Worth, a. [OE. worth,
wurþ, AS. weorð, wurE; akin to OFries.
werth, OS. werð, D. waard, OHG. werd, G.
wert, werth, Icel. verðr, Sw. värd,
Dan. værd, Goth. waírps, and perhaps to E.
wary. Cf. Stalwart, Ware an article of merchandise,
1. Valuable; of worthy; estimable; also, worth
It was not worth to make it wise.
2. Equal in value to; furnishing an equivalent for;
proper to be exchanged for.
A ring he hath of mine worth forty
All our doings without charity are nothing
worth. Bk. of Com. Prayer.
If your arguments produce no conviction, they are
worth nothing to me. Beattie.
3. Deserving of; -- in a good or bad sense, but
chiefly in a good sense.
To reign is worth ambition, though in
This is life indeed, life worth
4. Having possessions equal to; having wealth or
estate to the value of.
At Geneva are merchants reckoned worth twenty hundred
Worth while, or Worth the while.
See under While, n.
Worth, n. [OE. worth,
wurþ, AS. weorð, wurð; weorð,
wurð, adj. See Worth, a.]
1. That quality of a thing which renders it
valuable or useful; sum of valuable qualities which render anything useful
and sought; value; hence, often, value as expressed in a standard, as
money; equivalent in exchange; price.
What 's worth in anything Hudibras.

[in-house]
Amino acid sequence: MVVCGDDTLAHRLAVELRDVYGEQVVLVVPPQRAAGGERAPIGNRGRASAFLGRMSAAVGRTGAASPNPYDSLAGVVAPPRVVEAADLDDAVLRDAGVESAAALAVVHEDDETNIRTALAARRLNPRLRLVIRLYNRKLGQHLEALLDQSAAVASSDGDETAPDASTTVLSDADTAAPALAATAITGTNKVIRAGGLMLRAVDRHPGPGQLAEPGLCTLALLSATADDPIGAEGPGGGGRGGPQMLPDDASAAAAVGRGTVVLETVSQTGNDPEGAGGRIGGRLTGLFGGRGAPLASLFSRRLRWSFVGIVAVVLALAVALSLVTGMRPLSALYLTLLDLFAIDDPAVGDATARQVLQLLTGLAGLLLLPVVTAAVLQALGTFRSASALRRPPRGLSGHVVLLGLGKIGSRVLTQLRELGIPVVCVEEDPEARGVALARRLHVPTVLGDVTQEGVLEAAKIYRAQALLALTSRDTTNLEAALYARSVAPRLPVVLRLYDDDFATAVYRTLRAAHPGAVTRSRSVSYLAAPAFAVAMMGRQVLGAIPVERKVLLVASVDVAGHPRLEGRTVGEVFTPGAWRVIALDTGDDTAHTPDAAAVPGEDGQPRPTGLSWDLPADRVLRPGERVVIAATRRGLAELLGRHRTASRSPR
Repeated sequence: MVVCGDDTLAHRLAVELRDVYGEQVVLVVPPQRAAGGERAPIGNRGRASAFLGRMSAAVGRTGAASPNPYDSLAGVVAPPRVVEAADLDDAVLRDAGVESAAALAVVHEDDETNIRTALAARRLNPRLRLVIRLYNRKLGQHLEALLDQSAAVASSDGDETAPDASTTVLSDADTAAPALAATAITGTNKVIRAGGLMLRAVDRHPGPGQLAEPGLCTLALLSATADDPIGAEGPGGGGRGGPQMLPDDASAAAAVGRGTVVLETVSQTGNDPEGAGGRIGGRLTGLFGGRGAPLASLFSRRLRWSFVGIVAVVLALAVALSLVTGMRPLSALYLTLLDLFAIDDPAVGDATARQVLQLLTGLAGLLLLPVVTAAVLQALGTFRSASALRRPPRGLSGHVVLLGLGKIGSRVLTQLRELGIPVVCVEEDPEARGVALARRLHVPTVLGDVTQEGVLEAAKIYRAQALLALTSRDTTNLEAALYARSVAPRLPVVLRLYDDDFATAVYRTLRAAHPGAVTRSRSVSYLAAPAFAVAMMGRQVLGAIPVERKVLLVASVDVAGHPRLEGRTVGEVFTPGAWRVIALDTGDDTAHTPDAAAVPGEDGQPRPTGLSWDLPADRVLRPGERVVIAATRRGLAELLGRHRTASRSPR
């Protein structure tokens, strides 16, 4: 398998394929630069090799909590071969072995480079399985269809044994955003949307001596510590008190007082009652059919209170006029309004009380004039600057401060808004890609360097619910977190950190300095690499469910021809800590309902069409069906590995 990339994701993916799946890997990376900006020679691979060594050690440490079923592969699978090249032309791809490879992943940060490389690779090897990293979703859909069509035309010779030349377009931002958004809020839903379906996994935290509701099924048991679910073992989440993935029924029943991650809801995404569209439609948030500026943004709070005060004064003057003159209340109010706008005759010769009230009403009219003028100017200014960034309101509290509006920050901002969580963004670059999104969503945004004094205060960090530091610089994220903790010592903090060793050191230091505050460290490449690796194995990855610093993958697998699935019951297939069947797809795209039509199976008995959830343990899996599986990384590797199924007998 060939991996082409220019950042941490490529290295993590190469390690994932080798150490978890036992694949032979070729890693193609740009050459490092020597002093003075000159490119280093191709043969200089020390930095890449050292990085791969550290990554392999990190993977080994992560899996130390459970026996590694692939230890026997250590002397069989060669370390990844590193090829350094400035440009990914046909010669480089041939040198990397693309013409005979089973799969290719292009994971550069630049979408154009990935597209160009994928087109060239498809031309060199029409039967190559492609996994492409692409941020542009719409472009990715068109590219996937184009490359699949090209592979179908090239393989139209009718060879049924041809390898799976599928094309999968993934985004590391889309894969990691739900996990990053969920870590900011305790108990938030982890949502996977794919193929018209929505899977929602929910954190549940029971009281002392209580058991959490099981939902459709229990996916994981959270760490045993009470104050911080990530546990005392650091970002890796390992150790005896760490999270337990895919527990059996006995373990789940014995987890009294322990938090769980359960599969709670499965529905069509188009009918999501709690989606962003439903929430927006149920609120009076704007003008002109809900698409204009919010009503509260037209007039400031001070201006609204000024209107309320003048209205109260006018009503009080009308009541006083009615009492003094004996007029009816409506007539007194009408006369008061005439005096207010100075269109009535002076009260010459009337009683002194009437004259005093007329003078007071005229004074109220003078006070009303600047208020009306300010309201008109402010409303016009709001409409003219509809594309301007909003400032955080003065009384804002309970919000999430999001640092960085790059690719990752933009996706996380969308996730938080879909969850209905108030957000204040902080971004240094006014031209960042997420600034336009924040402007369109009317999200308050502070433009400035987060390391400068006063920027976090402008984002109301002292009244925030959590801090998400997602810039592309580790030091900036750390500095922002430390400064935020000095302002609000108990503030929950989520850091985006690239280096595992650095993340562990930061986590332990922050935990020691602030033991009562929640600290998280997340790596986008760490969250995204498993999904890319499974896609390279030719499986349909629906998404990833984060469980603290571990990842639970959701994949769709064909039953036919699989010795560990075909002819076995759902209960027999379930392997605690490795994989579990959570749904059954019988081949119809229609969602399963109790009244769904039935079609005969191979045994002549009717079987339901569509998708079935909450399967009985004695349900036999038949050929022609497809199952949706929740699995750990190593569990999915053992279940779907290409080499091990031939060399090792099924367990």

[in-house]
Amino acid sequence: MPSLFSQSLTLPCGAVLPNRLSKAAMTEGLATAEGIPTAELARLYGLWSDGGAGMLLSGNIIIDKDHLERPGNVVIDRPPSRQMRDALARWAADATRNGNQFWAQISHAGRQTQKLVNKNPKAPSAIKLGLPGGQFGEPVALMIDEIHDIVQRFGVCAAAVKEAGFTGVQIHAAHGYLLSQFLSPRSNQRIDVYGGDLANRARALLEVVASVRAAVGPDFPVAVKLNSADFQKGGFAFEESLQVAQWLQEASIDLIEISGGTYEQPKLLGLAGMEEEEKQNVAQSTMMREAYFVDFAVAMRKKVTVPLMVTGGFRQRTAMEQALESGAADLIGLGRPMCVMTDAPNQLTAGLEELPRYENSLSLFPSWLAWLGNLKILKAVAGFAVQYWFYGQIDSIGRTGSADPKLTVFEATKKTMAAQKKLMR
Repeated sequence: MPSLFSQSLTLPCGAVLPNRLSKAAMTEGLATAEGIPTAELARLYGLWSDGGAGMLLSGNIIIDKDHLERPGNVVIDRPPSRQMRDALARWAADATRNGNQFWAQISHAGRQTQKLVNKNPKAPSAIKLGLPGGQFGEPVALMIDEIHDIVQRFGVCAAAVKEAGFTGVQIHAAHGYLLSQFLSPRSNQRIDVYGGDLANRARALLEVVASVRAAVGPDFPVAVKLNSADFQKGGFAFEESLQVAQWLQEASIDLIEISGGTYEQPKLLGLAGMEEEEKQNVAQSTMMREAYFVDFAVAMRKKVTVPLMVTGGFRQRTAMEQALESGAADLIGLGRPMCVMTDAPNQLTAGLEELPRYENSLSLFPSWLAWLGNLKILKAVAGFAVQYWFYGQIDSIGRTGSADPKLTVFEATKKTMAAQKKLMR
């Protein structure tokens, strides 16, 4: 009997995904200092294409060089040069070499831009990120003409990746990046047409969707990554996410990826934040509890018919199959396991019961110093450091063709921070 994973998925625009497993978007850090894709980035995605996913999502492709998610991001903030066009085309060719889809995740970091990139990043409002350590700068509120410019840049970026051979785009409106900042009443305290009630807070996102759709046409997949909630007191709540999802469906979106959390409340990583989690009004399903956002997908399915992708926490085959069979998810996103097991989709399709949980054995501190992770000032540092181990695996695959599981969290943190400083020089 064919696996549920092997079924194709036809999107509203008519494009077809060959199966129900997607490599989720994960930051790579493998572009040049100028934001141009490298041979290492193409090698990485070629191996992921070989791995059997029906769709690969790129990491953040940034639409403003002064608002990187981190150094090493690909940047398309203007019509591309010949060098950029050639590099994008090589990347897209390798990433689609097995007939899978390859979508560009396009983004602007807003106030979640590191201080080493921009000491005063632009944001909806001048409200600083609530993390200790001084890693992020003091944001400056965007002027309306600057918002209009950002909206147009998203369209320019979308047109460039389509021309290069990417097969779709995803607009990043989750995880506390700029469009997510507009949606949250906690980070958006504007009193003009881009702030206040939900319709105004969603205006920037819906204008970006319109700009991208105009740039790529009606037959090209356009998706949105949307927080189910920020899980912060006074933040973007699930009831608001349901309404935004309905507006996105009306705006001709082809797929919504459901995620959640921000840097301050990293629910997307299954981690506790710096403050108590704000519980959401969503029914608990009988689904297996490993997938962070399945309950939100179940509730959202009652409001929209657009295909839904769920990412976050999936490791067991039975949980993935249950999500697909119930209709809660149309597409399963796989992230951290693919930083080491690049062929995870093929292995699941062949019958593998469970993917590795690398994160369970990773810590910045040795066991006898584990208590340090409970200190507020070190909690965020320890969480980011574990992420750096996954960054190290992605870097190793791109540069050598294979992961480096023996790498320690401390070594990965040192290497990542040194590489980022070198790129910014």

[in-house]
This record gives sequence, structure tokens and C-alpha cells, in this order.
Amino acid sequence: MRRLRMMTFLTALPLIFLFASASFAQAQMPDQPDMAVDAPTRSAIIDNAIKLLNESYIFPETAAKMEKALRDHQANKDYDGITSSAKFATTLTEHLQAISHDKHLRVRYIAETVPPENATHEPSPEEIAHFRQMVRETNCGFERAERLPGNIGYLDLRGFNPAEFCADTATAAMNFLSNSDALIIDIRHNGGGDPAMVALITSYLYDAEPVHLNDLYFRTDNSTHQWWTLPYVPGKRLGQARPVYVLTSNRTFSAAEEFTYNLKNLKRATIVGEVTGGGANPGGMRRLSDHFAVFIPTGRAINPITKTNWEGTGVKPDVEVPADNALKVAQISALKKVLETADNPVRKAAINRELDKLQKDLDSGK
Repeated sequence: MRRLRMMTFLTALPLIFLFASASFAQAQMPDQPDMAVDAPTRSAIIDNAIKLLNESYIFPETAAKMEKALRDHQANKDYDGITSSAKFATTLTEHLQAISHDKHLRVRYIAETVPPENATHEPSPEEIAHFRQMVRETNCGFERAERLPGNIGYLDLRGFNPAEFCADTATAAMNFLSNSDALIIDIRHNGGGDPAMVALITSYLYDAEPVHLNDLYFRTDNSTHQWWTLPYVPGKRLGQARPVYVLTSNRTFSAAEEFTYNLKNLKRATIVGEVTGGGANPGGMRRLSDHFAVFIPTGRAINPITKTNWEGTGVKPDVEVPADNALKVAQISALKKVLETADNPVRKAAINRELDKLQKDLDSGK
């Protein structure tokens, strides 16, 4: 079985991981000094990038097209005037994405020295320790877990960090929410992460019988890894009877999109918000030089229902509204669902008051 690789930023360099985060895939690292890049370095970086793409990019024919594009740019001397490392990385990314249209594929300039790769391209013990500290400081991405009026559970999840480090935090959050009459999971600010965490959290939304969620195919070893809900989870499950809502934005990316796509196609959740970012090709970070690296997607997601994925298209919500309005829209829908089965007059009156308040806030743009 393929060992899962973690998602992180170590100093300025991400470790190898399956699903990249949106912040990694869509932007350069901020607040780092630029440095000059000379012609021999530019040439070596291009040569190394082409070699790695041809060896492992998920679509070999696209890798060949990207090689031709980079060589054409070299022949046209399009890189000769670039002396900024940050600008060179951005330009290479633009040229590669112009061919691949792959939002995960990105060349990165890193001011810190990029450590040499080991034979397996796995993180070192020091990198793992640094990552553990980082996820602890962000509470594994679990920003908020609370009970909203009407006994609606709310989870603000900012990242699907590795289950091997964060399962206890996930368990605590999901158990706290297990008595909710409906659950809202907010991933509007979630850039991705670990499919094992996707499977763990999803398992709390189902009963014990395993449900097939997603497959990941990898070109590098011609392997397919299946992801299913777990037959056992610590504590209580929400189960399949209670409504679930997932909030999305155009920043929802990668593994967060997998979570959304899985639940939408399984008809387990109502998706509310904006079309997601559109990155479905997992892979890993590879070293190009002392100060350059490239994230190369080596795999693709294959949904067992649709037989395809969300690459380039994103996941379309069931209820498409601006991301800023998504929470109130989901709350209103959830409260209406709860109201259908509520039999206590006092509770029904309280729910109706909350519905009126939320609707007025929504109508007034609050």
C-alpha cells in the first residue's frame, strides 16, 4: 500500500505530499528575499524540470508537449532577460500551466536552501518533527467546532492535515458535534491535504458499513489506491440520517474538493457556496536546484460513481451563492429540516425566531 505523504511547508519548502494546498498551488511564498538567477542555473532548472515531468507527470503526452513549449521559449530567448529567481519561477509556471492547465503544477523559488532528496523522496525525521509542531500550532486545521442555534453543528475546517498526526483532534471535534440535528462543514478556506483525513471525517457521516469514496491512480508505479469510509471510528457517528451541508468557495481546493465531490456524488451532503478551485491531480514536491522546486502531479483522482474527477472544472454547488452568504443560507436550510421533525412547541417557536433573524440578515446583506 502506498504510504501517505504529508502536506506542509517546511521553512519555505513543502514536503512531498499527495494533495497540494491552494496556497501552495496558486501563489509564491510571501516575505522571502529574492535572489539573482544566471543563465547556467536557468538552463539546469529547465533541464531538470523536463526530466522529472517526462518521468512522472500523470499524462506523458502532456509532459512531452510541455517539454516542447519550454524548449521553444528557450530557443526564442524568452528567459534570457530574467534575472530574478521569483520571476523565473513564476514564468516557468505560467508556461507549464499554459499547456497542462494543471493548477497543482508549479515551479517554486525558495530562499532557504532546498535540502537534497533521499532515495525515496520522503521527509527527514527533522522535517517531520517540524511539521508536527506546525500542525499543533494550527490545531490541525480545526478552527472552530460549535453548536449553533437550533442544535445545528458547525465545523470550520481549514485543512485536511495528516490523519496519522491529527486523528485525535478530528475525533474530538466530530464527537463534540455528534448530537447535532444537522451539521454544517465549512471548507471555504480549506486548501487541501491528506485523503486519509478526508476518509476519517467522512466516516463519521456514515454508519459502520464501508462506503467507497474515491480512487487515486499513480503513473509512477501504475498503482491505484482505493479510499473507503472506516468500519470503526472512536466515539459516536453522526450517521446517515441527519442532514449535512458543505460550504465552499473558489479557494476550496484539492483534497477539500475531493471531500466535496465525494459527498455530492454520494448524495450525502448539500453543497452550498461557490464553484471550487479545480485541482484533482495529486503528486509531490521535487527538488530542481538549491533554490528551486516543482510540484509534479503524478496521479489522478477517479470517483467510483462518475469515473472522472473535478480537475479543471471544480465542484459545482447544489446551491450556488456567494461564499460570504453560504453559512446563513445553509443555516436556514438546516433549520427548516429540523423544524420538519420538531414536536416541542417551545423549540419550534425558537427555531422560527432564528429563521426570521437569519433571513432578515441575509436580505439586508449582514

But so much money as 't will bring?
2. Value in respect of moral or personal qualities;
excellence; virtue; eminence; desert; merit; usefulness; as, a man or
magistrate of great worth.
To be of worth, and worthy estimation.
As none but she, who in that court did dwell,
Could know such worth, or worth describe so well.
To think how modest worth neglected lies.
Syn. -- Desert; merit; excellence; price; rate.
Worth (?), v. i. [OE. worthen,
wurþen, to become, AS. weorðan; akin to OS.
werðan, D. worden, G. werden, OHG. werdan,
Icel. verða, Sw. varda, Goth. waírpan, L.
vertere to turn, Skr. vr.t, v. i., to turn, to roll, to
become. √143. Cf. Verse, -ward, Weird.] To
be; to become; to betide; -- now used only in the phrases, woe worth
the day, woe worth the man, etc., in which the verb is in the
imperative, and the nouns day, man, etc., are in the dative.
Woe be to the day, woe be to the man, etc., are equivalent
I counsel . . . to let the cat worthe.
He worth upon [got upon] his steed gray.